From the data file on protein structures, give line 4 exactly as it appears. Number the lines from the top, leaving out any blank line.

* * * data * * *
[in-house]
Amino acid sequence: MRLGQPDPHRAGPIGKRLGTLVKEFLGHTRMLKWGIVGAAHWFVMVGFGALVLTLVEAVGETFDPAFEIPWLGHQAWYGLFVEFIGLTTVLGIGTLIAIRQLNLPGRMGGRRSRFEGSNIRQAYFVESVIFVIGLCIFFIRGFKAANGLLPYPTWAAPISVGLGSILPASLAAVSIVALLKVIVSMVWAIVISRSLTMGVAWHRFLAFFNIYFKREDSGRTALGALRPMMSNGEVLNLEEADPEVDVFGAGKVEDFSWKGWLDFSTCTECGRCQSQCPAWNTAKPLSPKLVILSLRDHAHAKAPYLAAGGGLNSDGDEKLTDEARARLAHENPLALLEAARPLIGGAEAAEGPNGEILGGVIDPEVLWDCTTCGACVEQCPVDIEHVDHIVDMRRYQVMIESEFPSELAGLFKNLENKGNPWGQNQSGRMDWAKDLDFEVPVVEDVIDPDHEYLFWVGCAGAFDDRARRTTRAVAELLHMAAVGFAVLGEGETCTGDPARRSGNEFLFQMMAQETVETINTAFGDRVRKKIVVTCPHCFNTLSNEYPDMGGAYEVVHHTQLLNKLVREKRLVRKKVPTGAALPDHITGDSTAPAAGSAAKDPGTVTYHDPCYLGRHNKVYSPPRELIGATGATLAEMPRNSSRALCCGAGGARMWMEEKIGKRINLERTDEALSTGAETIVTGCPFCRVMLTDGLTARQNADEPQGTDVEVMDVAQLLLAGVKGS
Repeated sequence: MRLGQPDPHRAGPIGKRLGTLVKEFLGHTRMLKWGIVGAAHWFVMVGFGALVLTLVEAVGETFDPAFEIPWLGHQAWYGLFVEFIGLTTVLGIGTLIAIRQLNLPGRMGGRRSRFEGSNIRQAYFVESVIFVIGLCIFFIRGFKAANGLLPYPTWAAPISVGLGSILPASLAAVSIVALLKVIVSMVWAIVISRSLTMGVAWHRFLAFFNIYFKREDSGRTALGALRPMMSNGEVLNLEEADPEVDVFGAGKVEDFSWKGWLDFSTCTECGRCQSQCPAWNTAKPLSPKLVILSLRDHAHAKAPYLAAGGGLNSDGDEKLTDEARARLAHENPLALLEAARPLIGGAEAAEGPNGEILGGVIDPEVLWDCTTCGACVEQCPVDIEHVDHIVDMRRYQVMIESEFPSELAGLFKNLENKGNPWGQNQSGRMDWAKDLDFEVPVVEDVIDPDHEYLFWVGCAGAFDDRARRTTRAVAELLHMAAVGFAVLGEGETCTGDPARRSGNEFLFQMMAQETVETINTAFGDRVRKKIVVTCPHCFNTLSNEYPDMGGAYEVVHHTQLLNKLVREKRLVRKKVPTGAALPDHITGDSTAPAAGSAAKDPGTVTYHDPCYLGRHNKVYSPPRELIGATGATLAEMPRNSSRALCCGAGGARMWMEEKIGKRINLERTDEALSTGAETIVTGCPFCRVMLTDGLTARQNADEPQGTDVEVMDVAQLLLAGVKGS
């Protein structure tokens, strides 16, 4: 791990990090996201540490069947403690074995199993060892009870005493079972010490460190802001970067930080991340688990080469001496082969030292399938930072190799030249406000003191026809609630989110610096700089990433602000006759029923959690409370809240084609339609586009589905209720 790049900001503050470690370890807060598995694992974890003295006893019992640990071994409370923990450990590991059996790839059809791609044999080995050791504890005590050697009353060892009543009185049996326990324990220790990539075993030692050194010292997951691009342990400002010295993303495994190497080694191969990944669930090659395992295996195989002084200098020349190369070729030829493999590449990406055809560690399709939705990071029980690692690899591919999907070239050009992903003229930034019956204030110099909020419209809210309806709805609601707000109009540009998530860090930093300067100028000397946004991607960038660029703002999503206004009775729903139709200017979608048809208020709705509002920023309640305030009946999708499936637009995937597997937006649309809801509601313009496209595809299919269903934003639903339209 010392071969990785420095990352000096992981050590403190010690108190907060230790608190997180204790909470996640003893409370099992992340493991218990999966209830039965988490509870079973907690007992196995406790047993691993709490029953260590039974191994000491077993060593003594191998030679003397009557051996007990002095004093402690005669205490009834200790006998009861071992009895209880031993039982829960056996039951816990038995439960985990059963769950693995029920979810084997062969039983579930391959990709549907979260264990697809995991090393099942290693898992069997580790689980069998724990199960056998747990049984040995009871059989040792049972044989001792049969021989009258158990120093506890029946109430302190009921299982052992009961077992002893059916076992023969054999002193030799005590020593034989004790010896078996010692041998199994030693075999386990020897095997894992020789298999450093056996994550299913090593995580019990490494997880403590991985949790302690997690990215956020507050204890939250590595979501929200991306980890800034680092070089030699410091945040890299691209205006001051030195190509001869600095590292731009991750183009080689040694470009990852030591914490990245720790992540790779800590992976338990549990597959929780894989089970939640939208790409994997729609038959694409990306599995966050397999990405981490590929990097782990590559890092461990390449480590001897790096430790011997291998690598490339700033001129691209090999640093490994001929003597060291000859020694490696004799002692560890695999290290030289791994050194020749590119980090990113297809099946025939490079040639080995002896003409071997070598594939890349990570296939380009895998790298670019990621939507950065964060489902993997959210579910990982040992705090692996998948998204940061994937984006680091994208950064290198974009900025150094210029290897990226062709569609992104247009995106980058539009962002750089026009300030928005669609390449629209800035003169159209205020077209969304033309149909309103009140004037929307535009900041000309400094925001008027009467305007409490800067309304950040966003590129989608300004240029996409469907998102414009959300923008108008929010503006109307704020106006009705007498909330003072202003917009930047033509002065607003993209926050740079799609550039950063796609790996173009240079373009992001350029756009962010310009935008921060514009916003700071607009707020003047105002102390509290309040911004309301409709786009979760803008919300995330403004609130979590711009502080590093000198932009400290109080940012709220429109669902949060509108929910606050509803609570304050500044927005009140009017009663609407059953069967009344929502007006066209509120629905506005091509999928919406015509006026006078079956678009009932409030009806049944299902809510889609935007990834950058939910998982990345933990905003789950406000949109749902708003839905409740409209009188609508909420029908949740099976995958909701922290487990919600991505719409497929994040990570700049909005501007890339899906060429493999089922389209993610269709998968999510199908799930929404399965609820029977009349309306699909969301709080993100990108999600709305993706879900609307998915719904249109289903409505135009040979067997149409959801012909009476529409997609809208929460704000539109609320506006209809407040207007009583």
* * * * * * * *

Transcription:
């Protein structure tokens, strides 16, 4: 791990990090996201540490069947403690074995199993060892009870005493079972010490460190802001970067930080991340688990080469001496082969030292399938930072190799030249406000003191026809609630989110610096700089990433602000006759029923959690409370809240084609339609586009589905209720 790049900001503050470690370890807060598995694992974890003295006893019992640990071994409370923990450990590991059996790839059809791609044999080995050791504890005590050697009353060892009543009185049996326990324990220790990539075993030692050194010292997951691009342990400002010295993303495994190497080694191969990944669930090659395992295996195989002084200098020349190369070729030829493999590449990406055809560690399709939705990071029980690692690899591919999907070239050009992903003229930034019956204030110099909020419209809210309806709805609601707000109009540009998530860090930093300067100028000397946004991607960038660029703002999503206004009775729903139709200017979608048809208020709705509002920023309640305030009946999708499936637009995937597997937006649309809801509601313009496209595809299919269903934003639903339209 010392071969990785420095990352000096992981050590403190010690108190907060230790608190997180204790909470996640003893409370099992992340493991218990999966209830039965988490509870079973907690007992196995406790047993691993709490029953260590039974191994000491077993060593003594191998030679003397009557051996007990002095004093402690005669205490009834200790006998009861071992009895209880031993039982829960056996039951816990038995439960985990059963769950693995029920979810084997062969039983579930391959990709549907979260264990697809995991090393099942290693898992069997580790689980069998724990199960056998747990049984040995009871059989040792049972044989001792049969021989009258158990120093506890029946109430302190009921299982052992009961077992002893059916076992023969054999002193030799005590020593034989004790010896078996010692041998199994030693075999386990020897095997894992020789298999450093056996994550299913090593995580019990490494997880403590991985949790302690997690990215956020507050204890939250590595979501929200991306980890800034680092070089030699410091945040890299691209205006001051030195190509001869600095590292731009991750183009080689040694470009990852030591914490990245720790992540790779800590992976338990549990597959929780894989089970939640939208790409994997729609038959694409990306599995966050397999990405981490590929990097782990590559890092461990390449480590001897790096430790011997291998690598490339700033001129691209090999640093490994001929003597060291000859020694490696004799002692560890695999290290030289791994050194020749590119980090990113297809099946025939490079040639080995002896003409071997070598594939890349990570296939380009895998790298670019990621939507950065964060489902993997959210579910990982040992705090692996998948998204940061994937984006680091994208950064290198974009900025150094210029290897990226062709569609992104247009995106980058539009962002750089026009300030928005669609390449629209800035003169159209205020077209969304033309149909309103009140004037929307535009900041000309400094925001008027009467305007409490800067309304950040966003590129989608300004240029996409469907998102414009959300923008108008929010503006109307704020106006009705007498909330003072202003917009930047033509002065607003993209926050740079799609550039950063796609790996173009240079373009992001350029756009962010310009935008921060514009916003700071607009707020003047105002102390509290309040911004309301409709786009979760803008919300995330403004609130979590711009502080590093000198932009400290109080940012709220429109669902949060509108929910606050509803609570304050500044927005009140009017009663609407059953069967009344929502007006066209509120629905506005091509999928919406015509006026006078079956678009009932409030009806049944299902809510889609935007990834950058939910998982990345933990905003789950406000949109749902708003839905409740409209009188609508909420029908949740099976995958909701922290487990919600991505719409497929994040990570700049909005501007890339899906060429493999089922389209993610269709998968999510199908799930929404399965609820029977009349309306699909969301709080993100990108999600709305993706879900609307998915719904249109289903409505135009040979067997149409959801012909009476529409997609809208929460704000539109609320506006209809407040207007009583």